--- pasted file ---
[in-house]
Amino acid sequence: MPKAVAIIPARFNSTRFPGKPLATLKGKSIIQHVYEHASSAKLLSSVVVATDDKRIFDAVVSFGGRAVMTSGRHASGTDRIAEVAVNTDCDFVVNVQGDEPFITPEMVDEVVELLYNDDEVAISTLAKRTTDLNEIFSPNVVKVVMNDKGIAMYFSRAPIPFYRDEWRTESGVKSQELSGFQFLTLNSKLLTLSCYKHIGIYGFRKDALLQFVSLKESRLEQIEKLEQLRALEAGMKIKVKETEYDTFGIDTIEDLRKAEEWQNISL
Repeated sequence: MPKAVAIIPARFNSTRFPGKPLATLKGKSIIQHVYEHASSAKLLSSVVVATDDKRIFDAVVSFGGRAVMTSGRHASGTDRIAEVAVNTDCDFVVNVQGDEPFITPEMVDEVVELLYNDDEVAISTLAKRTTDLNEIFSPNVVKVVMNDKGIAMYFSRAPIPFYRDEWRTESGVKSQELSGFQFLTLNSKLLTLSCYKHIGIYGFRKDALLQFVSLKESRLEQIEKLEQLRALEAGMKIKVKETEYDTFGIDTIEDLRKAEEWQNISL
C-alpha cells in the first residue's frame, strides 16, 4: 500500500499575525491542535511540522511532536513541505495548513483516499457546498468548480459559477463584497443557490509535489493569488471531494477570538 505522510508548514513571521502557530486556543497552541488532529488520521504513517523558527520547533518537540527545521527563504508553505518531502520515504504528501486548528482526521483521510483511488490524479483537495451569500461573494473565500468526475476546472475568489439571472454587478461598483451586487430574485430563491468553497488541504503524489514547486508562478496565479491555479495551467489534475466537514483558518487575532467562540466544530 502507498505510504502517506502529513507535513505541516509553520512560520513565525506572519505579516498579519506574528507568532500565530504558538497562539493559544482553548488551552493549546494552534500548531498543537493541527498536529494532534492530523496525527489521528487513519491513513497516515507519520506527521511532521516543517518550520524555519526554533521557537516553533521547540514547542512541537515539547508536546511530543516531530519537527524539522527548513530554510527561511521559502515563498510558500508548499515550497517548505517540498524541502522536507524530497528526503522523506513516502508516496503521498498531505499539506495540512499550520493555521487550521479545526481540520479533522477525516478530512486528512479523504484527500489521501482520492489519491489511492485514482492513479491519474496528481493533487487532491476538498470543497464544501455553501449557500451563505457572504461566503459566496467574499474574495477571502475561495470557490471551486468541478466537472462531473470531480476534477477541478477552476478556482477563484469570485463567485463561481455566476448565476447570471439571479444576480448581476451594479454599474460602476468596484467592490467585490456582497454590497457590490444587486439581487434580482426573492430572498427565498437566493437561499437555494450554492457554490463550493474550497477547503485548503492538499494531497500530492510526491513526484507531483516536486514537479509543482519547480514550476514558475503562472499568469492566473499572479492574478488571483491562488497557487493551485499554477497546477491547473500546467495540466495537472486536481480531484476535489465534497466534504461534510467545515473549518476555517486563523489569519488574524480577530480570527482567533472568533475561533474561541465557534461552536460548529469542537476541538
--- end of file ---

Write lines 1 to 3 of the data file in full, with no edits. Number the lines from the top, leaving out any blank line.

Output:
[in-house]
Amino acid sequence: MPKAVAIIPARFNSTRFPGKPLATLKGKSIIQHVYEHASSAKLLSSVVVATDDKRIFDAVVSFGGRAVMTSGRHASGTDRIAEVAVNTDCDFVVNVQGDEPFITPEMVDEVVELLYNDDEVAISTLAKRTTDLNEIFSPNVVKVVMNDKGIAMYFSRAPIPFYRDEWRTESGVKSQELSGFQFLTLNSKLLTLSCYKHIGIYGFRKDALLQFVSLKESRLEQIEKLEQLRALEAGMKIKVKETEYDTFGIDTIEDLRKAEEWQNISL
Repeated sequence: MPKAVAIIPARFNSTRFPGKPLATLKGKSIIQHVYEHASSAKLLSSVVVATDDKRIFDAVVSFGGRAVMTSGRHASGTDRIAEVAVNTDCDFVVNVQGDEPFITPEMVDEVVELLYNDDEVAISTLAKRTTDLNEIFSPNVVKVVMNDKGIAMYFSRAPIPFYRDEWRTESGVKSQELSGFQFLTLNSKLLTLSCYKHIGIYGFRKDALLQFVSLKESRLEQIEKLEQLRALEAGMKIKVKETEYDTFGIDTIEDLRKAEEWQNISL